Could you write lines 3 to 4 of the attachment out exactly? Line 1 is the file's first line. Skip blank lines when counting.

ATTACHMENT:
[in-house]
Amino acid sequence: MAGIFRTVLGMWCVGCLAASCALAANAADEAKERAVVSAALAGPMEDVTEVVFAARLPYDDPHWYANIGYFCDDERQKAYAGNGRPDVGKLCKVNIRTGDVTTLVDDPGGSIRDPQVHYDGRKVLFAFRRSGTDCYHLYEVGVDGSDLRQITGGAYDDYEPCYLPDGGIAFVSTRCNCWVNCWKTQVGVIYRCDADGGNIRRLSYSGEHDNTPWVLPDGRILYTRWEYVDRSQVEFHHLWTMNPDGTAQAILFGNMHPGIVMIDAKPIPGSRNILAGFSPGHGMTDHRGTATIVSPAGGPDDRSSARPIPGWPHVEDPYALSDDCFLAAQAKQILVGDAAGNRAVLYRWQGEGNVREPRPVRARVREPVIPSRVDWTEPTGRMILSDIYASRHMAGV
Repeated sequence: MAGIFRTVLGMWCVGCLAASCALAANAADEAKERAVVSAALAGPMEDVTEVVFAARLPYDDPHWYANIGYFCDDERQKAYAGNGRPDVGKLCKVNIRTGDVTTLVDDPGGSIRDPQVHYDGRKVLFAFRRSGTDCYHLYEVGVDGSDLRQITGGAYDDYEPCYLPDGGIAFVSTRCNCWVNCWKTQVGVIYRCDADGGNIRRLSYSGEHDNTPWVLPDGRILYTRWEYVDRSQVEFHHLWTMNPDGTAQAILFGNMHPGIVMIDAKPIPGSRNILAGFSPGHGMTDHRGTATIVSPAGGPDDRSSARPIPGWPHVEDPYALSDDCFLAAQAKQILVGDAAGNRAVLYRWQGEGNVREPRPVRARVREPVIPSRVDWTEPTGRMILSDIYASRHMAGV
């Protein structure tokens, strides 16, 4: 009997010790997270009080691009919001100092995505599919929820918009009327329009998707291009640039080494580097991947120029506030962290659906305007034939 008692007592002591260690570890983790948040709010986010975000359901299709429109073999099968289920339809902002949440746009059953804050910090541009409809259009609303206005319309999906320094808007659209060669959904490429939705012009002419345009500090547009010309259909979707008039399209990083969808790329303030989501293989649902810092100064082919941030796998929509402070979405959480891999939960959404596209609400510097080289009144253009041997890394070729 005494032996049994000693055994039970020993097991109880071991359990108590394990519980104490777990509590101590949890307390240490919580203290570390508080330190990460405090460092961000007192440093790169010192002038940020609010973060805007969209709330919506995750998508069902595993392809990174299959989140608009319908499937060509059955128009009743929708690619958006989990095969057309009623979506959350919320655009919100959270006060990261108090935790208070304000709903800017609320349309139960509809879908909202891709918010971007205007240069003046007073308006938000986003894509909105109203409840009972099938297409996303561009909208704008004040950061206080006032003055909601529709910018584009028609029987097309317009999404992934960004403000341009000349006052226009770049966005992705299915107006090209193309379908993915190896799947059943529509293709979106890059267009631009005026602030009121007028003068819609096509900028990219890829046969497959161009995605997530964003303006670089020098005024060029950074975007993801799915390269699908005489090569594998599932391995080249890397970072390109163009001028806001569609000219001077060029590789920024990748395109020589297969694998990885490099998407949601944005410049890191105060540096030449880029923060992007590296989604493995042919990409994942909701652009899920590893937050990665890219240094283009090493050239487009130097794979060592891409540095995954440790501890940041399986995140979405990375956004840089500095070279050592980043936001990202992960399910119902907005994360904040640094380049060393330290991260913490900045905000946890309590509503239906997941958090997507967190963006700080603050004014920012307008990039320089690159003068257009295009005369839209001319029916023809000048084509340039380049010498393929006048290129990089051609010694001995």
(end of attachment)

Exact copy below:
Repeated sequence: MAGIFRTVLGMWCVGCLAASCALAANAADEAKERAVVSAALAGPMEDVTEVVFAARLPYDDPHWYANIGYFCDDERQKAYAGNGRPDVGKLCKVNIRTGDVTTLVDDPGGSIRDPQVHYDGRKVLFAFRRSGTDCYHLYEVGVDGSDLRQITGGAYDDYEPCYLPDGGIAFVSTRCNCWVNCWKTQVGVIYRCDADGGNIRRLSYSGEHDNTPWVLPDGRILYTRWEYVDRSQVEFHHLWTMNPDGTAQAILFGNMHPGIVMIDAKPIPGSRNILAGFSPGHGMTDHRGTATIVSPAGGPDDRSSARPIPGWPHVEDPYALSDDCFLAAQAKQILVGDAAGNRAVLYRWQGEGNVREPRPVRARVREPVIPSRVDWTEPTGRMILSDIYASRHMAGV
């Protein structure tokens, strides 16, 4: 009997010790997270009080691009919001100092995505599919929820918009009327329009998707291009640039080494580097991947120029506030962290659906305007034939 008692007592002591260690570890983790948040709010986010975000359901299709429109073999099968289920339809902002949440746009059953804050910090541009409809259009609303206005319309999906320094808007659209060669959904490429939705012009002419345009500090547009010309259909979707008039399209990083969808790329303030989501293989649902810092100064082919941030796998929509402070979405959480891999939960959404596209609400510097080289009144253009041997890394070729 005494032996049994000693055994039970020993097991109880071991359990108590394990519980104490777990509590101590949890307390240490919580203290570390508080330190990460405090460092961000007192440093790169010192002038940020609010973060805007969209709330919506995750998508069902595993392809990174299959989140608009319908499937060509059955128009009743929708690619958006989990095969057309009623979506959350919320655009919100959270006060990261108090935790208070304000709903800017609320349309139960509809879908909202891709918010971007205007240069003046007073308006938000986003894509909105109203409840009972099938297409996303561009909208704008004040950061206080006032003055909601529709910018584009028609029987097309317009999404992934960004403000341009000349006052226009770049966005992705299915107006090209193309379908993915190896799947059943529509293709979106890059267009631009005026602030009121007028003068819609096509900028990219890829046969497959161009995605997530964003303006670089020098005024060029950074975007993801799915390269699908005489090569594998599932391995080249890397970072390109163009001028806001569609000219001077060029590789920024990748395109020589297969694998990885490099998407949601944005410049890191105060540096030449880029923060992007590296989604493995042919990409994942909701652009899920590893937050990665890219240094283009090493050239487009130097794979060592891409540095995954440790501890940041399986995140979405990375956004840089500095070279050592980043936001990202992960399910119902907005994360904040640094380049060393330290991260913490900045905000946890309590509503239906997941958090997507967190963006700080603050004014920012307008990039320089690159003068257009295009005369839209001319029916023809000048084509340039380049010498393929006048290129990089051609010694001995």